"In 2014, when the Conviction Review Unit claims they were reinvestigating the whole case, prosecutors never even bothered to interview the man who stood at the very heart of the story; the man who was convicted of being the shooter, Antonio Russo. Instead, John Giuca was simply denied by the Conviction Review Unit and kept in prison after a perfunctory reevaluation.
It wasn't until after John Giuca's conviction was thrown out in February of 2018, and prosecutors were trying to gather evidence to drag Giuca back to trial, that they finally went to go interview Russo. This effort to polish a turd, and continue to build evidence for a bad case went south when Russo admitted to this crime, and admitted to acting alone.
Now prosecutors are mischaracterizing Russo's confession by saying that it "doesn't prove anything," when in fact, it shows that Russo did this, and Giuca wasn't involved. They now have the perpetrator giving them a declaration against penal interest by giving them an outright admission, which upends everything they said about Giuca at trial."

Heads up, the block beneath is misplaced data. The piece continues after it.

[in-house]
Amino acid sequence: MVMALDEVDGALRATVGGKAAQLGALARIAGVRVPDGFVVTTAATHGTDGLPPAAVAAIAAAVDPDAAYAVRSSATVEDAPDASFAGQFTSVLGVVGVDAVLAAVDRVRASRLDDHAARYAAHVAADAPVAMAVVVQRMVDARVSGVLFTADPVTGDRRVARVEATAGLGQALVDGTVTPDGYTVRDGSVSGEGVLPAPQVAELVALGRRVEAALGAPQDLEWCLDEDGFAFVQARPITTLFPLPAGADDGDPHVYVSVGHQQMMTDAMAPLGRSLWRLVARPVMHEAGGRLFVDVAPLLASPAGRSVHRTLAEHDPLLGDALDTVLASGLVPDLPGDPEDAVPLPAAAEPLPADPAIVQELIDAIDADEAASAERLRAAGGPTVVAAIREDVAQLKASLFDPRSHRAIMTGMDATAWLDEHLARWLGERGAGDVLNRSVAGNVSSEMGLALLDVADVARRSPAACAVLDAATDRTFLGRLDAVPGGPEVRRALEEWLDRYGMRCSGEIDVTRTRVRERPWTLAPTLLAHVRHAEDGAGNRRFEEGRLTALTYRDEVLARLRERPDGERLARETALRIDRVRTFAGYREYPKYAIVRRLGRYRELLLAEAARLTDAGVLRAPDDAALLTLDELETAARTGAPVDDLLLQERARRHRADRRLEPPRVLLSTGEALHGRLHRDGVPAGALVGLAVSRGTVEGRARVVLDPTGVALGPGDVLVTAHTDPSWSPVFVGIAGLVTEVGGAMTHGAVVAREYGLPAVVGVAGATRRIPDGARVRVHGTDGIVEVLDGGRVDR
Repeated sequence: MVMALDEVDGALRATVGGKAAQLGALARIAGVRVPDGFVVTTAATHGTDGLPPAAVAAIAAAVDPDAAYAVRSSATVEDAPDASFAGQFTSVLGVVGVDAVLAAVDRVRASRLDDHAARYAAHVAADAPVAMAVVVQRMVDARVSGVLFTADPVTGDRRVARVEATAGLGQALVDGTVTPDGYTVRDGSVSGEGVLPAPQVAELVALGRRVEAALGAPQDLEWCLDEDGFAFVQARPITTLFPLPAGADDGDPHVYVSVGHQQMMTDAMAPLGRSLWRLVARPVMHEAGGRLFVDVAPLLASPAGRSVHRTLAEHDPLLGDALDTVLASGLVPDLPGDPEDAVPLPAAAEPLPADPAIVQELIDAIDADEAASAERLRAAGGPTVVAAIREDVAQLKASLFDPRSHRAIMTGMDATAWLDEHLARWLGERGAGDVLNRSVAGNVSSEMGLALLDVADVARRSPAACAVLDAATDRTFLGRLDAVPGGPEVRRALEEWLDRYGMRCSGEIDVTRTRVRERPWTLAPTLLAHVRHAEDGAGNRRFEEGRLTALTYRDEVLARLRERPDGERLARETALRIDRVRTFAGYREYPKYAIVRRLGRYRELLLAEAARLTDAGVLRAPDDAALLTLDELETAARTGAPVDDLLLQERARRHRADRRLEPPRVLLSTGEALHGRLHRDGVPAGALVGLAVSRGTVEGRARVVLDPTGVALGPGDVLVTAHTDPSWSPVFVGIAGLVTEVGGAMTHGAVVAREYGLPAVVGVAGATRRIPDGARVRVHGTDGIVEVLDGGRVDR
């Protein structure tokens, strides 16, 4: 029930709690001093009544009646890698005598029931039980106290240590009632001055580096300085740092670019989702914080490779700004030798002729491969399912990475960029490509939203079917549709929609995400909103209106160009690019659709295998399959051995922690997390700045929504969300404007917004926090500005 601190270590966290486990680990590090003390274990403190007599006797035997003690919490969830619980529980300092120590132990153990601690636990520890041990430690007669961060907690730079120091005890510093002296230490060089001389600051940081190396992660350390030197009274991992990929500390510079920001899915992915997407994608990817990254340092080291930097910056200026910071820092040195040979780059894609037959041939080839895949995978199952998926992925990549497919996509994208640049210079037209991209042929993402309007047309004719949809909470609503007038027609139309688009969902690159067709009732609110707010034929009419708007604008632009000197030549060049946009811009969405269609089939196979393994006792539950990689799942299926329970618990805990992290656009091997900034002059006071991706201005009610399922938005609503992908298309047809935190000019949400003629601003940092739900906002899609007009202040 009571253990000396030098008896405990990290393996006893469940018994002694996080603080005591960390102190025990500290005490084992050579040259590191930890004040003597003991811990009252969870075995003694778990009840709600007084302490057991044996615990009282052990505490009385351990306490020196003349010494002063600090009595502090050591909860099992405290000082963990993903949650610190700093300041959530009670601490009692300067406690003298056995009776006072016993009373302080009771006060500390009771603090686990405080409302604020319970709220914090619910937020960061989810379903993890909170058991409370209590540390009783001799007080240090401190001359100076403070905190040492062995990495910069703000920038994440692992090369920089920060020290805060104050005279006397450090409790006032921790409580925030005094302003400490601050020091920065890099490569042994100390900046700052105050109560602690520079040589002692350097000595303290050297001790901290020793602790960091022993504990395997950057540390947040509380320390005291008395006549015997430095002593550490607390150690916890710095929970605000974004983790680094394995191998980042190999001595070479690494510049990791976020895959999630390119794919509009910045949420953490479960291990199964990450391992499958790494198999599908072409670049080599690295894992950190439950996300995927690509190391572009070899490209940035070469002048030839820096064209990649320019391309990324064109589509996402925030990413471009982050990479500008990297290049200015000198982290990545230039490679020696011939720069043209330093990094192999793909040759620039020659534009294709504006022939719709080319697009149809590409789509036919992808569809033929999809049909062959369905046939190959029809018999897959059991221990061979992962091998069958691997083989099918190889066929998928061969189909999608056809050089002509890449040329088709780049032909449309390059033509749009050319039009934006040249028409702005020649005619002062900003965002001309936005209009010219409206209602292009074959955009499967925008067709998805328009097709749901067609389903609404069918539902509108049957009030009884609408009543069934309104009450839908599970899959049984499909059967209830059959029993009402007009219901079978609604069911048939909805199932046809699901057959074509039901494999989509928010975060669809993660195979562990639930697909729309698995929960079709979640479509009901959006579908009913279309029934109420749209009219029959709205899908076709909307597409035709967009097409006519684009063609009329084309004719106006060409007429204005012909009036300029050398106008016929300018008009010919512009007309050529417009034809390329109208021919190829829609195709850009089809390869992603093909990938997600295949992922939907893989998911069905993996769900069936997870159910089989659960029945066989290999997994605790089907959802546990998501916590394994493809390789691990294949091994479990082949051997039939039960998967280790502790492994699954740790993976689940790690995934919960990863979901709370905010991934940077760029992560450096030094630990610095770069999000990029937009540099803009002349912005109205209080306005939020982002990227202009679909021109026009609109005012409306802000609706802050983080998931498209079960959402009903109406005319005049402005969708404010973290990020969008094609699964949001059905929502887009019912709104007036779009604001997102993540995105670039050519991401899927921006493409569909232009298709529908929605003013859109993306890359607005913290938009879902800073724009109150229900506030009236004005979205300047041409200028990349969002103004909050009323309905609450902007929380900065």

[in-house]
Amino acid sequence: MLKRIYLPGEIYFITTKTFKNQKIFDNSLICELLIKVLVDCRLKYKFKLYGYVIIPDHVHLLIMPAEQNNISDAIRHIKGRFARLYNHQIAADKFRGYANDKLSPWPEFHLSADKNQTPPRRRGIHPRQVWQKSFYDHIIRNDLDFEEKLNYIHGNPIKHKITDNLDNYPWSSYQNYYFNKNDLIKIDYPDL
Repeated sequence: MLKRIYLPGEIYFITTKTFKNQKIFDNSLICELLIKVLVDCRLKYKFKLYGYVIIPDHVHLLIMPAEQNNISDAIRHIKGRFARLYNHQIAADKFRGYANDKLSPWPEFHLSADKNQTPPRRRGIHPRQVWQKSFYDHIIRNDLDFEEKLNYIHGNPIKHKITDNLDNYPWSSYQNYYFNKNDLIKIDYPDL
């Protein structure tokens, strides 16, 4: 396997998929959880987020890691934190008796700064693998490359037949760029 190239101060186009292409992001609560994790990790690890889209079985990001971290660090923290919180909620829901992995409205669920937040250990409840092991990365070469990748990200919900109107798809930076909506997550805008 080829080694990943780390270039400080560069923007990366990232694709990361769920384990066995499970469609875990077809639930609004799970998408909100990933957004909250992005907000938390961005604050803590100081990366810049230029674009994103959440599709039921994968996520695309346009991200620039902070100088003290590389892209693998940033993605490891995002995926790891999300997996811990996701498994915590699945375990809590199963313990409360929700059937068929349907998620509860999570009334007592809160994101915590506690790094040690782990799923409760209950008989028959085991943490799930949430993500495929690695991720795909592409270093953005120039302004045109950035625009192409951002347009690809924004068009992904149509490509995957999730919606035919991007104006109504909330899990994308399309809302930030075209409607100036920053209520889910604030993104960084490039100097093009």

Claims of Innocence
***Definition of Amicus Curiae: Latin for "friend of the court." Plural is "amici curiae." Frequently, a person or group who is not a party to an action, but has a strong interest in the matter, will petition the court for permission to submit a brief, usually while the case is on appeal, in the action with the intent of influencing the court's decision.
These organizations listed below believe that John Giuca didn't receive a fair trial due to the prosecutor's suppression of favorable evidence. Attorneys of Record for Amici Curiae on John Giuca's behalf are as follows; Joel Rudin, Barry Scheck, Nina Morrison, John C. Schoeffel, Somil Trivedi, Philip Desgranges, Christopher Dunn, Ross E. Firsenbaum, and Tara E. Levens,
National Association of Criminal Defense Lawyers, Innocence Project, American Civil Liberties Union, New York Civil Liberties Union, New York State Association of Criminal Defense Lawyers, Legal Aid Society, Bronx Defenders, Center for Appellate Litigation, Office of the Appellate Defender, and Chief Defenders Association of New York, and Center on the Administration of Criminal Law at New York University School of Law.